Nevertheless, after Moore defied his teacher's directions not to leave the classroom the third time, Mr. Black informed the suspected dope dealer that security would be called. In response, according to eyewitnesses, Moore stabbed Mr. Black with a pencil, punched him in the face, and shoved the 60-year-old man in to a desk. At this point, other students used cell phones to record the soon-to-be senior citizen's effort to defend himself.

Once the old wrestling coach took the combative drug dealer to the ground, the coach refused to release his hold on Moore's legs. This is where the video ends, but witnesses report that seconds later, a 16-year-old then attacked Mr. Black while the teacher was trying to restrain Moore. During both teens' assaults, Mr. Black never threw a defensive punch.

Afterwards, authorities discovered Moore was in possession of a box cutter and 28.5 grams of marijuana. The 16 year old has not been identified, but police arrested both teens in connection to the attack on their teacher.

Attempting to exert some semblance of authority today, especially in inner-city schools, teachers risk having to defend themselves physically from students who often have no self-control. Teachers might also have to defend themselves from grievance mongers and pseudo-civil-rights leaders like Mr. Goode. Troublemakers like Blair Moore essentially dare teachers to stop them because they understand the ramifications teachers face when teachers do not conform to the system's nonsense.

Inner-city teachers are frequently forced to tolerate a level of clowning and a lack of self-control that few suburban teachers could possibly fathom. Why Mr. Black had to tell the drug dealing student more than once not to leave the classroom only hints of the absurdity of what goes on every day around the country, particularly in inner city schools.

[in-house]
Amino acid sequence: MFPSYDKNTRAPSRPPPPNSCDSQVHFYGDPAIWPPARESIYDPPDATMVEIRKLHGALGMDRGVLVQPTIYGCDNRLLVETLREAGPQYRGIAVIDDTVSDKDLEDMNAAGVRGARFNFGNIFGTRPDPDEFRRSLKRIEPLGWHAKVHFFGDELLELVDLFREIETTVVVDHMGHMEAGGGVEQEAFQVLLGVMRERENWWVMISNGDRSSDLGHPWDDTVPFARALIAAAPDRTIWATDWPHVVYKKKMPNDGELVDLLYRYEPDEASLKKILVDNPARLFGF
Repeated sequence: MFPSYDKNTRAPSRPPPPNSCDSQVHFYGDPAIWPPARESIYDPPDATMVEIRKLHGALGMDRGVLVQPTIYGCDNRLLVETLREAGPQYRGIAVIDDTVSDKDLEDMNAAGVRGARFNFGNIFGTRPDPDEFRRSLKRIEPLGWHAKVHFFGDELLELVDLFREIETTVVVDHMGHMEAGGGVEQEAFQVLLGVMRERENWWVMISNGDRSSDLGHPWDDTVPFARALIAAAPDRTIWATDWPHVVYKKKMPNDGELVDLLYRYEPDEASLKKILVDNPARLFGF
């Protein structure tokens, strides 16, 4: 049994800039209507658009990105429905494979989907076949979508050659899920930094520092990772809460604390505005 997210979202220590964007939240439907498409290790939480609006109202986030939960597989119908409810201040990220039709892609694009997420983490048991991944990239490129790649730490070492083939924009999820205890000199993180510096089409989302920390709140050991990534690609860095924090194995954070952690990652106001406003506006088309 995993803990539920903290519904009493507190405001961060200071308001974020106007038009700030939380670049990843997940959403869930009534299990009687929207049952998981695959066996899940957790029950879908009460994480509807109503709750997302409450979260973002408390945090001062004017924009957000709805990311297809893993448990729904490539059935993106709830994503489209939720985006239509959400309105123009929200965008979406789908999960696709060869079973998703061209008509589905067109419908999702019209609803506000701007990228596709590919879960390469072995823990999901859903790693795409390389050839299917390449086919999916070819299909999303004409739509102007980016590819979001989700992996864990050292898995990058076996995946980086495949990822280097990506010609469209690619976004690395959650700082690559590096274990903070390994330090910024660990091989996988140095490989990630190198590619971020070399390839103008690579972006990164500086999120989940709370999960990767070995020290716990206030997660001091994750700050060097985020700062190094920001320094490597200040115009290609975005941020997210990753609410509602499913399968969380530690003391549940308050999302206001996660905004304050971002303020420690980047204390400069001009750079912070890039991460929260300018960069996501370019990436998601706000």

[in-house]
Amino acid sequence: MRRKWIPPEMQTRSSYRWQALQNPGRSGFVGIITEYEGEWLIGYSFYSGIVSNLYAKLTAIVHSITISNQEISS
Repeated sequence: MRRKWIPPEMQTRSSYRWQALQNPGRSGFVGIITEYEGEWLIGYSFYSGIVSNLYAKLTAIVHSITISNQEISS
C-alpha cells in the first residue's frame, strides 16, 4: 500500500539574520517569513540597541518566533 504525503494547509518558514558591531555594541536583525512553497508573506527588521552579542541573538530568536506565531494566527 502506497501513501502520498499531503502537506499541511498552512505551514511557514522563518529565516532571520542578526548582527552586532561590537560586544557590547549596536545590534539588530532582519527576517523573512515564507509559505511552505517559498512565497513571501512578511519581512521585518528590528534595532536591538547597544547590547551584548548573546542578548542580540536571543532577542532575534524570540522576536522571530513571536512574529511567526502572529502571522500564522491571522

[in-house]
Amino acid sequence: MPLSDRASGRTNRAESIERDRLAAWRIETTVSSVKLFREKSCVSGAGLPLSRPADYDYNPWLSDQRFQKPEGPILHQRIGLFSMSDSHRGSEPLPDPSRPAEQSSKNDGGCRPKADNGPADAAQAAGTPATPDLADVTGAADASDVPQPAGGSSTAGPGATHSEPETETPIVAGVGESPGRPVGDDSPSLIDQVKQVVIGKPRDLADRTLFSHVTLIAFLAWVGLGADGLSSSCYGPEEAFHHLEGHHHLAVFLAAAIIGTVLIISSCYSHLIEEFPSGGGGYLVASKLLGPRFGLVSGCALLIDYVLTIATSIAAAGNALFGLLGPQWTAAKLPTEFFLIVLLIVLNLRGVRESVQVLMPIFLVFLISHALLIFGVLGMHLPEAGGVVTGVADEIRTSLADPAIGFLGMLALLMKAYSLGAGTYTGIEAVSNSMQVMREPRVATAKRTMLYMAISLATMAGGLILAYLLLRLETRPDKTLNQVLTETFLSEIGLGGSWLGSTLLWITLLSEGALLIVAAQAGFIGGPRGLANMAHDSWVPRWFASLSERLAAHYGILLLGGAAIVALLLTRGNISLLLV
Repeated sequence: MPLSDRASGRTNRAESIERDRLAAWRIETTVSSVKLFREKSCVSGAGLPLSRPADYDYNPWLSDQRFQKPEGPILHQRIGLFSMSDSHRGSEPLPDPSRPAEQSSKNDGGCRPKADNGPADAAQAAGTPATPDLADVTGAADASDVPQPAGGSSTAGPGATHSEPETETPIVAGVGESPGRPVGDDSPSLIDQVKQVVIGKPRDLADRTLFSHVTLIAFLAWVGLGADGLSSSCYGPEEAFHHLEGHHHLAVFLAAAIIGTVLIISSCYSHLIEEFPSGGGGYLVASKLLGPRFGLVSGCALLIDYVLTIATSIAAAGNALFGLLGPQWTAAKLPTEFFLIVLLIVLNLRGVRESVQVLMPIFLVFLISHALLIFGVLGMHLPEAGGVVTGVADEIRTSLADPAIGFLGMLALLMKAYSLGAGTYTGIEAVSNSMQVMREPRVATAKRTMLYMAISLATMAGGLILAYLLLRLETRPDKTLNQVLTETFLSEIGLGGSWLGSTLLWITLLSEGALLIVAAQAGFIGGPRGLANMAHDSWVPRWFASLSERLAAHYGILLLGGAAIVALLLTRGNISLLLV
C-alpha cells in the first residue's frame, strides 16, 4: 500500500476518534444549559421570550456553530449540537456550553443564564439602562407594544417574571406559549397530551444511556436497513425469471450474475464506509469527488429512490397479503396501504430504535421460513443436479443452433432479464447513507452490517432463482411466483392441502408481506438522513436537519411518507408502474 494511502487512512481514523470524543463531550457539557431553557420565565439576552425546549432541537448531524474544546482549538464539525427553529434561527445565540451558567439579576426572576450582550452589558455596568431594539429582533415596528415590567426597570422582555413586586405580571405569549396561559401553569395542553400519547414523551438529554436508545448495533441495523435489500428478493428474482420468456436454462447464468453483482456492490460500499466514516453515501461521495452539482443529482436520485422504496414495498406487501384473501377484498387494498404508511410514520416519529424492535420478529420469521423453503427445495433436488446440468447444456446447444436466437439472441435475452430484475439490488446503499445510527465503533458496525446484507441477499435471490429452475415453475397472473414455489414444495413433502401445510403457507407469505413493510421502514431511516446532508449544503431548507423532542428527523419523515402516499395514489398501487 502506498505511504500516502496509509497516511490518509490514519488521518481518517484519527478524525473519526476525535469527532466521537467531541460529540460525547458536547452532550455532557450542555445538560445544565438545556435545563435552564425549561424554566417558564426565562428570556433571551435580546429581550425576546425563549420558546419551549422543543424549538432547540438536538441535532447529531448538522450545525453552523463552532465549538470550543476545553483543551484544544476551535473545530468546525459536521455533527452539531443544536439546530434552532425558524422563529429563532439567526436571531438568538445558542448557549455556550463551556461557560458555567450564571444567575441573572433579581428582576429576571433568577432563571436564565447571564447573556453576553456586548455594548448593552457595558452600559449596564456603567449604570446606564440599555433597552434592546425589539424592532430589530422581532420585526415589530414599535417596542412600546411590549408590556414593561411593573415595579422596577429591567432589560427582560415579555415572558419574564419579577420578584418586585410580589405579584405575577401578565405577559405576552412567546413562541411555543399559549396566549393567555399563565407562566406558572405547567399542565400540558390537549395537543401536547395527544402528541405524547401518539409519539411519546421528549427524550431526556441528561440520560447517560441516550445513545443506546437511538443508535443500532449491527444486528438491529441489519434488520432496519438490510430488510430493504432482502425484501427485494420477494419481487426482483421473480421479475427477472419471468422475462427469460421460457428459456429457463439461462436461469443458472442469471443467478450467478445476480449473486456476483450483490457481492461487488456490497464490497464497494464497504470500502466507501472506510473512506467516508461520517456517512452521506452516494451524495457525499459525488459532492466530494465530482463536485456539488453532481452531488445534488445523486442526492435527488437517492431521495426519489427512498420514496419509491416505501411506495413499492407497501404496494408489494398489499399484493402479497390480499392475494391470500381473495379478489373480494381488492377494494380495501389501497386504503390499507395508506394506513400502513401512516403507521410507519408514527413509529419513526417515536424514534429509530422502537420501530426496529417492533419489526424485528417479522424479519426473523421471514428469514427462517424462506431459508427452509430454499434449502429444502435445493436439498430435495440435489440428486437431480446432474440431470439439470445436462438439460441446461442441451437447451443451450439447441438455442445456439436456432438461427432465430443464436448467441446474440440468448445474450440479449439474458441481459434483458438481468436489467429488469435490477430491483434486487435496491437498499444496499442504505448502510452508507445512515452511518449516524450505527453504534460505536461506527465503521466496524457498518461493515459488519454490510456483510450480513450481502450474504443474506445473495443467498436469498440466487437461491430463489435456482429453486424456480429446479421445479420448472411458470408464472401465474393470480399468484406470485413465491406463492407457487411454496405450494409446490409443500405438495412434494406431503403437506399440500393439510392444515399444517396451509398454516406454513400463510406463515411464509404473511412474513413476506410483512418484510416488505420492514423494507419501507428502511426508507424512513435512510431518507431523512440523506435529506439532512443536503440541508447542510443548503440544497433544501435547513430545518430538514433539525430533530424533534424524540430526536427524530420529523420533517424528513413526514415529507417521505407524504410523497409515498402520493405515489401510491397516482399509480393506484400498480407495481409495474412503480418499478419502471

Furthermore, teachers forced to physically restrain dangerous students also face public embarrassment when politically correct administrators like Sandra Lyon brand common sense responses as "deeply disturbing" and "unacceptable."

Of course, teachers do not always do themselves or their colleagues any favors. In the aftermath of the classroom attack, Black filed a police report. According to Tony Murphy, a physics teacher at the school, Black told police the students never hit him during the attack. Black's statement clearly contradicts what students in the classroom reported. While referring to Black's good character in an LA Times article, Murphy exclaimed, "[Black] was trying to get students out of trouble while writing a police report!"

Lying about what happened is not going to fix the problems, challenges, nonsense, or dangers teachers face. The road to hell is paved with good intentions. Covering up abhorrent behavior and pretending like it is not happening only perpetuates the chaos.

Then again, school board member Oscar De la Torre is urging forgiveness, compassion, and second chances for the students who attacked Black. Torre has said, "We need to show love and support for our youth when they make mistakes."

De la Torre could not be more wrong. What every student needs to be shown is that a civilized society does not tolerate counterproductive behavior.

Ironically, some of the most counterproductive behavior imaginable stems from the good intentions of liberal educators and the politicians they support.

Lee Culpepper is a recovering high school English teacher and former Marine. He currently teaches firearm courses and has resumed his passion for writing.

This article was originally featured at Townhall.com. Refer to original article for related links and important documentation.